A Long Lost Adaptation of The Hobbit Makes Its Way Online

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sir.rutthed:

HobbesMkii:

Mike Kayatta:

Believe it not, there was once a time when no one knew what the hell a "hobbit" was. In fact, it wasn't until thirty years after its publication that anyone paid much attention to J.R.R. Tolkien's little children's adventure book at all.

That's just unabashedly false (and poorly researched). It was praised everywhere upon publication. In fact, the year it came out, 1937, Tolkien's publisher asked for a sequel (which in publishing is generally only asked for if there's money to be made by doing so). Tolkien gave him The Silmarillion. The publisher asked for "more hobbits" (or something to that regard) based on how popular The Hobbit was. And that's how we got The Lord of the Rings.

What you're thinking of is (and what's discussed in the article) that The Lord of the Rings and The Hobbit were repopularized during the '60s as a symbol of the counterculture. But all those college kids reading it then had probably had it read to them as children by their parents, who had themselves read it during their youth in 1937.

'The Silmarillion' wasn't published until a few years after Tolkien had died in the late 1970's. It was actually unfinished, but edited and rounded out by his nephew Christopher before being published in 1977. It's right there on Wikipedia. So ya, before you call someone out on not doing their homework make sure you do yours.

I never said in my post that The Silmarillion was published immediately after The Hobbit. You misread between the lines and assumed that. I said that it was what Tolkien turned in first, before The Lord of the Rings. The publisher rejected it and asked for more Hobbits. This, too, I believe you can look up on Wikipedia. Cheers.

esperandote:

sir.rutthed:

esperandote:
You mean his son Christopher.

Right. My mistake. For some reason I'd always thought J.R.R. had never had children.

And i always thought he had just one kid.

I see what you did there. Jackass. ;)

Just when I thought the Ranken/Bass and Backshe cartoon were the worst adaptations of Tolkein's work...
someone finds this.

sir.rutthed:

esperandote:

sir.rutthed:

Right. My mistake. For some reason I'd always thought J.R.R. had never had children.

And i always thought he had just one kid.

I see what you did there. Jackass. ;)

I don't. What did i do???

Margaret Trauth:
Mike, I'm afraid your clarification is still wrong. Deitch did not make "many" of the Tom and Jerry shorts. He made a few.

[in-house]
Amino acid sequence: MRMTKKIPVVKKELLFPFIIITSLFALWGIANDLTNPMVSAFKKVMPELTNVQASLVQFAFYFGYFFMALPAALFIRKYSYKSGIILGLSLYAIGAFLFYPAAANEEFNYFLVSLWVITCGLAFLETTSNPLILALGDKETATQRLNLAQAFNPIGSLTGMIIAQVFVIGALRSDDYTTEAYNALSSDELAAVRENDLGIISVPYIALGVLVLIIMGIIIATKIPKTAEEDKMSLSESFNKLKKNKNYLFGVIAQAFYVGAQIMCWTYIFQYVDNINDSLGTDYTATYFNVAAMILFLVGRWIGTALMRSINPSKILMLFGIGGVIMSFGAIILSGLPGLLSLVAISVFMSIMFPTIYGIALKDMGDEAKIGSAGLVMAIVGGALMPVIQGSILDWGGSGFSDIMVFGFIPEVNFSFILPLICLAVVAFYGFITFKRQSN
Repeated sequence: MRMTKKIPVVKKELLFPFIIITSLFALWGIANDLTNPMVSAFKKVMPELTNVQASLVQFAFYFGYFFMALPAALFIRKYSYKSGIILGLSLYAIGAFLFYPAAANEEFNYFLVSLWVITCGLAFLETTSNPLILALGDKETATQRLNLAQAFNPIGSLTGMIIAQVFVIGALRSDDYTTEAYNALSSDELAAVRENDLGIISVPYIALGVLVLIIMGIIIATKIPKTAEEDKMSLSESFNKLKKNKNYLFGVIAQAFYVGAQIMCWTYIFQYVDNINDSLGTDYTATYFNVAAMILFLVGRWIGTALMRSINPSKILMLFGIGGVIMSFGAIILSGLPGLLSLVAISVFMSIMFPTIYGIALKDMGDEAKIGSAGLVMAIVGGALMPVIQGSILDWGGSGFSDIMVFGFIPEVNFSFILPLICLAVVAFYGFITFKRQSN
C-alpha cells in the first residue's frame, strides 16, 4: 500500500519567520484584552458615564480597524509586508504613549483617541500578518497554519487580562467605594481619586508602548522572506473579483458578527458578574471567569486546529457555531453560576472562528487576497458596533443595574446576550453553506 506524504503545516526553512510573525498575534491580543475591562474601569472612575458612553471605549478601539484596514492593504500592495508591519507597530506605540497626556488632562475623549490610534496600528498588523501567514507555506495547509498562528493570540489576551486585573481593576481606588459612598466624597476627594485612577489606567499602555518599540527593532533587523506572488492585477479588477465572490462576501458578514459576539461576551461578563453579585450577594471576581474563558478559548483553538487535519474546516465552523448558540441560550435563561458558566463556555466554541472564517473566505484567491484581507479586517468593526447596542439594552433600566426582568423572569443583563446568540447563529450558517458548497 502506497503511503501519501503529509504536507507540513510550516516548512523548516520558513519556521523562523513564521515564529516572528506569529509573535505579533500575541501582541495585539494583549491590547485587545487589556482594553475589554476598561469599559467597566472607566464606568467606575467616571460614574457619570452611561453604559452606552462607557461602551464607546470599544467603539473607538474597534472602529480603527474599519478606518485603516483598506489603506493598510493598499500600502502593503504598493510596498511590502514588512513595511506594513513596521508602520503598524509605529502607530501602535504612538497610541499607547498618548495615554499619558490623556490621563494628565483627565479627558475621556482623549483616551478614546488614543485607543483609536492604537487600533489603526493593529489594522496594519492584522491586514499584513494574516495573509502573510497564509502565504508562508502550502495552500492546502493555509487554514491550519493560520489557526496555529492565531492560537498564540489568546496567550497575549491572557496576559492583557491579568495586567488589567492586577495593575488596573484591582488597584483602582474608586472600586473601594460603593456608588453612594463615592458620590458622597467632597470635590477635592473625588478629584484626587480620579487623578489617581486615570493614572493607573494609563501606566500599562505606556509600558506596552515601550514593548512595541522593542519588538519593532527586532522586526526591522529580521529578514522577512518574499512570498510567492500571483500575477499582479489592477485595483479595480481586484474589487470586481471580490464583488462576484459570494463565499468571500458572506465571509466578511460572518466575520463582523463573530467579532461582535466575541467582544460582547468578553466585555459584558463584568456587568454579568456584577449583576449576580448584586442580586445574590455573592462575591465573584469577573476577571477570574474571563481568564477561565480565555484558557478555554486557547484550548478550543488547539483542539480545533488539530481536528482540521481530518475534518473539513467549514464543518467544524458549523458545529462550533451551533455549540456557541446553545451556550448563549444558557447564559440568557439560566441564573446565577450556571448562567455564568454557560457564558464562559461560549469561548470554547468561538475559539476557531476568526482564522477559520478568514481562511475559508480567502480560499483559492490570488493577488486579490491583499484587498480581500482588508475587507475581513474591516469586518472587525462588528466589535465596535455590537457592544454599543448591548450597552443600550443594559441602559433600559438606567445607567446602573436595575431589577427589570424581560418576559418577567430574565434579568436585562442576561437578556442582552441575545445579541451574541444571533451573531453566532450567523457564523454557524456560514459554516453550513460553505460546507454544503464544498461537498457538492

Cut and paste of my lengthy comment elsewhere on this:

Gene Deitch made some very unique Tom & Jerry cartoons, but he is by no means "the man behind Tom & Jerry". That honor belongs to Bill Hanna and Joe Barbera, of later Hanna-Barbera fame. Bill and Joe created the duo at MGM in 1939, with the first short released in 1940. They made 114 cartoons about them in the next twenty years.

Much later, a few years after Bill and Joe had left MGM to form their well-known TV animation studio, MGM wanted some more T&J cartoons made. They ended up contracting out to Deitch's studio in Prague for them. He made 13.

Deitch is on record as not actually liking T&J much. He and his studio only saw a tiny handful of cartoons for reference. The budget was minimal. The resulting shorts are some of the most... um... *distinctive* T&J shorts made. They are not among the best. But they are distinctive. The soundtracks are spare. Sound effects are weird electronic noises. The cartoons are not timed or paced like any other short you've ever seen. They are, in a word, *broken*.

There is a hypnotic appeal to this sheer *wrongness*, but this is an appeal that's really only available to the jaded connoisseur of animation, similar to the way some hardened music fans claim to actually, unironically, like the Shags. Deitch's T&J shorts are outsider art. If you think you're ready for them, I suggest the first one delivered, [Switchin' Kitten](http://www.youtube.com/watch?v=p11v4RKvH5o). It's a nightmarish introduction to the alien world of Deitch's T&J work.

He deserves a place in animation history for his lovely work in pioneering highly-stylized animation at UPA. But nobody would ever call him "the man behind Tom and Jerry".

Yep, just searched some videos on youtube and I do remember those episodes being diferent although they do have some charm

At least Bilbo gets some cookie in this one.

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